Kathryn Miller says:

    May 24, 2011 at 5:50 pm

    that’s called “least objectionable programming.” Agree MTV doesn’t do music, but my cable system seems to have hundreds of Music Choice channels.

    Kimberly Gari-Luff says:

    May 24, 2011 at 6:50 pm

    Dee-lighted to hear it. Too bad there’s no symbol for a handshake on my keyboard.

    Chris Van Deusen says:

    May 26, 2011 at 10:05 am

    Perhaps. But I don’t have the time for “hundreds of Music Choice channels”, AND I don’t pay a penny for my Broadcast TV programming.

Just Fine says:

May 23, 2011 at 10:00 pm

Wait, you said Norfolk? Which LIN network’s getting it? WAVY or WVBT? Considering the vast multicultural audience that is here in the Seven Cities, it should be a welcome addition. Still . . . I want to see someone bring ThisTV, Me TV, and PBJ around these parts as well, Sinclair’s WTVZ has three stations (MNT on the main network, TheCoolTV on 33.2, and Country Network on 33.3, and I’d honestly think Me TV would be a great counterpart to Local’s WGNT ‘s Antenna TV (27.2). Not a lot of fallout. Just enjoying this digital TV age more than a lot of people are for some reason.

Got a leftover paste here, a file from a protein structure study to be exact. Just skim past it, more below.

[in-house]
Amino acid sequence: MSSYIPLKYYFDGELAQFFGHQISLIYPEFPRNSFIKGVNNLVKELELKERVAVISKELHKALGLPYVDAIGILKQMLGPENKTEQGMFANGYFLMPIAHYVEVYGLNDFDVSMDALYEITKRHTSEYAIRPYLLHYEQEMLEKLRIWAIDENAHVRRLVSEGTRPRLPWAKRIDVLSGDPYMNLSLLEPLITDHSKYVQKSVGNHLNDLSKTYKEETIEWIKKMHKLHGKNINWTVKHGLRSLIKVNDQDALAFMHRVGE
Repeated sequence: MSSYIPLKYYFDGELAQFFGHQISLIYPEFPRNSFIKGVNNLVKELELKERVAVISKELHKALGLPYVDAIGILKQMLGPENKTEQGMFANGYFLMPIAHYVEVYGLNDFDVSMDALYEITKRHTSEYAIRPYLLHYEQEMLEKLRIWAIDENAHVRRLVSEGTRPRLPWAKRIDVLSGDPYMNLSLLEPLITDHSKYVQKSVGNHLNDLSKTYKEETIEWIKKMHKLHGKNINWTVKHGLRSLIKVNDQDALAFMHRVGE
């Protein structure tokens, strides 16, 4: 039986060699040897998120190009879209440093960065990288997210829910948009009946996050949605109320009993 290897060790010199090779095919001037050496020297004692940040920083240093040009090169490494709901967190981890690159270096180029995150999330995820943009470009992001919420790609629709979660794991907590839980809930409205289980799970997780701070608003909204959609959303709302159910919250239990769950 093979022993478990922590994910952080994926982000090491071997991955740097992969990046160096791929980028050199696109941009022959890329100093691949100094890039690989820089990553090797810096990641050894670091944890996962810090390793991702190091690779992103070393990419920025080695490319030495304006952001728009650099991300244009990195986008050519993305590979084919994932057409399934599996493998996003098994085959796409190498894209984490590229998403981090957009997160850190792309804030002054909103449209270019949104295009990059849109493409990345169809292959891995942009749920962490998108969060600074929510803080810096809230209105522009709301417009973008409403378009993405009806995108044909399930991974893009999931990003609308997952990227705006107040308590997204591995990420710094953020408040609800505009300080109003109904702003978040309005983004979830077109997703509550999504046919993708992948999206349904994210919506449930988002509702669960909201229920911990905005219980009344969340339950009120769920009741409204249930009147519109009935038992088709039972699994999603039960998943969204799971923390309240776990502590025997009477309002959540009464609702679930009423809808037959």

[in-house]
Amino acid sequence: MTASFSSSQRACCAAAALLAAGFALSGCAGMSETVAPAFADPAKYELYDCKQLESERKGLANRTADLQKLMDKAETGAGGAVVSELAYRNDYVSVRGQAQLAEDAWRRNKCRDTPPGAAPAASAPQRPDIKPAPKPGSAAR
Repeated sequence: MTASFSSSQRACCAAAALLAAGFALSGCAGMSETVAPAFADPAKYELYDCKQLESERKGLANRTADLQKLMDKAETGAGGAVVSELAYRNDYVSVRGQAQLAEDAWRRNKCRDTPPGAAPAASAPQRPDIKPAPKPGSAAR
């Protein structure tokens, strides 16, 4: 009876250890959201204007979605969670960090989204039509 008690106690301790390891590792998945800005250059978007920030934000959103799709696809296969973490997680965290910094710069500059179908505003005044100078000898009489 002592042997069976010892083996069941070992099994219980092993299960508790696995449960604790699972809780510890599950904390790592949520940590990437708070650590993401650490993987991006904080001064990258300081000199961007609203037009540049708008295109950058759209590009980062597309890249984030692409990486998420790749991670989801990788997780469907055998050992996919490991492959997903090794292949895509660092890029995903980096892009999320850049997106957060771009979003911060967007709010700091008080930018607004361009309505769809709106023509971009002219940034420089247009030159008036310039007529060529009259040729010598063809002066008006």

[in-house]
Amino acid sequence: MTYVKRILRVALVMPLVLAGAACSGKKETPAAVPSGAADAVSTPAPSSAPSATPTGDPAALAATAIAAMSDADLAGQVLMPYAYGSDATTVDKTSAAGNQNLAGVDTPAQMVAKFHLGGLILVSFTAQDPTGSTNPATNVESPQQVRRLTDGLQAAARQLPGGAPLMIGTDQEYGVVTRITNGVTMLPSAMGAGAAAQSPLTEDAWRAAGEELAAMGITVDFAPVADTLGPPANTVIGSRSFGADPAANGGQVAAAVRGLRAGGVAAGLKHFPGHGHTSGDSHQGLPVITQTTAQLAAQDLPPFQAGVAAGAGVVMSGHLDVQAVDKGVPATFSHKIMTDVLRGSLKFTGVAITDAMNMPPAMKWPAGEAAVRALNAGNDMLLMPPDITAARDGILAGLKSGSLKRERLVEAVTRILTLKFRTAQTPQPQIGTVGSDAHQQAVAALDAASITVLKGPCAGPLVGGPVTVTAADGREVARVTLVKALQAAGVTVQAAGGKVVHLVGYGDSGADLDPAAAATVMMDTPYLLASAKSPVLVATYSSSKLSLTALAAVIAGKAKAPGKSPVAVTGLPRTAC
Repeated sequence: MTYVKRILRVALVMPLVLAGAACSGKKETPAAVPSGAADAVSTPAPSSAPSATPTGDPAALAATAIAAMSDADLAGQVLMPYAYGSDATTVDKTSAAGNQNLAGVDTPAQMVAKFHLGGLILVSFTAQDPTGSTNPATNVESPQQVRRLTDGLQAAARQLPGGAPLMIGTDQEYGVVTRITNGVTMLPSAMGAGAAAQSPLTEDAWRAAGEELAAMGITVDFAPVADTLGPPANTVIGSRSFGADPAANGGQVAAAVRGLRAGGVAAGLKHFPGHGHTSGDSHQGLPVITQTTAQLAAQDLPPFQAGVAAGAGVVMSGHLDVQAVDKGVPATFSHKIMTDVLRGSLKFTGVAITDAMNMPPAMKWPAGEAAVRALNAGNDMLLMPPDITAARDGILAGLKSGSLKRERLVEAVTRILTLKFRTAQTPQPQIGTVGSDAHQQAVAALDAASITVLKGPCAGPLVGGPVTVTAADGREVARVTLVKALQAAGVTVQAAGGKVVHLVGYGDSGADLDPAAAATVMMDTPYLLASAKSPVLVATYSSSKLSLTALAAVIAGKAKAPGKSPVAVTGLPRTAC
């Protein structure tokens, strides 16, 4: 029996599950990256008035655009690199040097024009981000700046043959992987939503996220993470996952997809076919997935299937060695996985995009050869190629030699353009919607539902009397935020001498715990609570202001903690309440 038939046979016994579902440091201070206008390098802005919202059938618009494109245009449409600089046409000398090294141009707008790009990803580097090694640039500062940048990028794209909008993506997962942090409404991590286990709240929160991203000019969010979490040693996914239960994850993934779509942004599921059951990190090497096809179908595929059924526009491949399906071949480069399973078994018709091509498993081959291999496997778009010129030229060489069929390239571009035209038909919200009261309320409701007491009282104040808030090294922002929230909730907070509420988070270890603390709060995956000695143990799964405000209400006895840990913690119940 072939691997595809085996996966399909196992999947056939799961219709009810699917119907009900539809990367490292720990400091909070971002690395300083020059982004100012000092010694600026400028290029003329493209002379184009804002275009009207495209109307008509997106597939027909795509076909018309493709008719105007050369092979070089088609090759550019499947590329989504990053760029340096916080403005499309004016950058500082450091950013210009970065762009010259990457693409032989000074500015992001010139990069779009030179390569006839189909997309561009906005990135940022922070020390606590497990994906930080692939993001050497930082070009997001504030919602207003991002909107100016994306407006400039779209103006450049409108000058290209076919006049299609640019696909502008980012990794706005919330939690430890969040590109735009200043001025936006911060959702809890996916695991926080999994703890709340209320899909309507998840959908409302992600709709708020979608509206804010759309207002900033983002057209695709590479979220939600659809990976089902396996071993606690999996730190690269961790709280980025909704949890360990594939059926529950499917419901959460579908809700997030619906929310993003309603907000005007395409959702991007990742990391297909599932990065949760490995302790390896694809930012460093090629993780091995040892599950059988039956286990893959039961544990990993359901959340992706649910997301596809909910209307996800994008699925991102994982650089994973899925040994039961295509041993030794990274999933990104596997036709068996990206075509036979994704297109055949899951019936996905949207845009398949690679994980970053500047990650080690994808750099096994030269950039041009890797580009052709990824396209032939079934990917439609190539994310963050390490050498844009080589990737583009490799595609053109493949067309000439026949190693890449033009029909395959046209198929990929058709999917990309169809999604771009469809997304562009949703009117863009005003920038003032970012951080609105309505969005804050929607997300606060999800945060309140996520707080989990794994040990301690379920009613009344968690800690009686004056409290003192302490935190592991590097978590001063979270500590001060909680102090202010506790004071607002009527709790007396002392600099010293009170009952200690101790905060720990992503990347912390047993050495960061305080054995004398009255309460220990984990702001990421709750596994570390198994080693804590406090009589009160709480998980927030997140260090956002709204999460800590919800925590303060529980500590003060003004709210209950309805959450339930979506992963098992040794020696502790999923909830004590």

david friend says:

May 24, 2011 at 9:00 am

The “First” over the air African American Broadcast Network? Hardly. We launched Urban America Television on December 3, 2001. I programmed it for the first year and was the operations director. I left at the beginning of year two and by 2004 it was gone. We had owned and operated stations, about 70 affiliates and it never made a dime. Good luck with being the “First”.

Laura Crowe says:

May 24, 2011 at 1:19 pm

I worked for LIN several years ago and it is a great company, but it has a lousy diversity track record! It will be interesting to see how well they sell and market this product!